The European Union maintains a blanket ban outside Sweden which negotiated an exemption when it joined the EU.
The US Food & Drug Administration authorised snus in November 2015 http://www.fda.gov/NewsEvents/Newsroom/PressAnnouncements/ucm472026.htm
The New Nicotine Alliance is seeking to intervene in the legal action which has been bought by the manufacturer, Swedish Match
UK ONS data shows around a quarter of men still smoke: see figure 1: 16-24 years 25%; 25-34 years 26%; 35-49 years 22%. https://www.ons.gov.uk/peoplepopulationandcommunity/healthandsocialcare/healthandlifeexpectancies/bulletins/adultsmokinghabitsingreatbritain/2014
UK Parliamentary answer shows 24% of young men are current smokers: https://www.parliament.uk/business/publications/written-questions-answers-statements/written-question/Lords/2016-12-06/HL3876/
Swedish data shows far lower male smoking rates:16-29 years 8%, 30-44 years 5% and 45-64 9%. Swedish government data: (daily smoking is under “roker daglinen” tab) https://www. folkhalsomyndigheten.se/ documents/statistik- uppfoljning/enkater- undersokningar/nationella- folkhalsoenkaten/2016/ Tobaksvanor-nationella- resultat-tidsserier-2016.xls (need to c+p into the browser)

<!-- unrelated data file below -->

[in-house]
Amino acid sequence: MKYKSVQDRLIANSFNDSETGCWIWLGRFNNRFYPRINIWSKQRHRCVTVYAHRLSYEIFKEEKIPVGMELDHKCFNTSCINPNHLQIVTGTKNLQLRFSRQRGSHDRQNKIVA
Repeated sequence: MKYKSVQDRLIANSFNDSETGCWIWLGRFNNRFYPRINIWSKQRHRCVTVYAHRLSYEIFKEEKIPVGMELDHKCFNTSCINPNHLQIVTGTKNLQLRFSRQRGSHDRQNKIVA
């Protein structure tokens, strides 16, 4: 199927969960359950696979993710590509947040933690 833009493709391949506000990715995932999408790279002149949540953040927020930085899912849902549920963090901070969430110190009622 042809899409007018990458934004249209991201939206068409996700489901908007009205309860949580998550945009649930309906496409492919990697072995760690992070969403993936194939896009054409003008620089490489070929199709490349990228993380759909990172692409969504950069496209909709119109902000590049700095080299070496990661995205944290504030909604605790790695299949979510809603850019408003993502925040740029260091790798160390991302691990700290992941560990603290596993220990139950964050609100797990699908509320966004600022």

18% of all Swedish men use snus daily. Swedish government data: (see “snusar daglinen” tab on spreadsheet) https://www.folkhalsomyndigheten.se/documents/statistik-u
The Royal College of Physicians describes snus as “proof of concept for harm reduction.” See page 31 https://www.rcplondon.ac.uk/projects/outputs/fifty-years-smoking-and-health
“It is undeniable that for an individual substitution of tobacco smoking by the use of moist snuff [snus] would decrease the incidence of tobacco related diseases.” EU Commission, SCENIHR (2008)
World Health Organisation has said it is “considerably less hazardous than cigarettes” WHO Tob. Reg. Report 951, Scientific Basis of Tobacco Product Regulation, 2008
The University of Michigan’s Dean of Public Health stated that “everyone who has studied this agrees there is a 95%–99% reduction in the health risk of snus, compared to use of cigarettes.” Journal of the National Cancer Institute 2010 https://academic.oup.com/jnci/article/102/19/1454/2516186/Snus-Use-in-the-U-S-Reducing-Harm-or-Creating-It?searchresult=1
“Nicotine itself is not especially hazardous, and if nicotine could be provided in a form that is acceptable and effective as a cigarette substitute, millions of lives could be saved.” Royal College of Physicians, Harm Reduction in Nicotine Addiction: Helping People Who Can’t Quit (2007)

 

Testimony to the Norwegian Parliament on the relative risk of snus from Professor Anders Milton, ex President of the World Medical Association.

 More from the NNA on snus:

Leading experts implore the Swedish government to back snus at COP7

Snus facts

NNA goes to the High Court to challenge the ban on snus

Update on the challenge to the ban on snus – next step, the European Court of Justice

NNA snus ban challenge - update May 2017

NNA snus ban challenge - the legal case

Snus and the right to health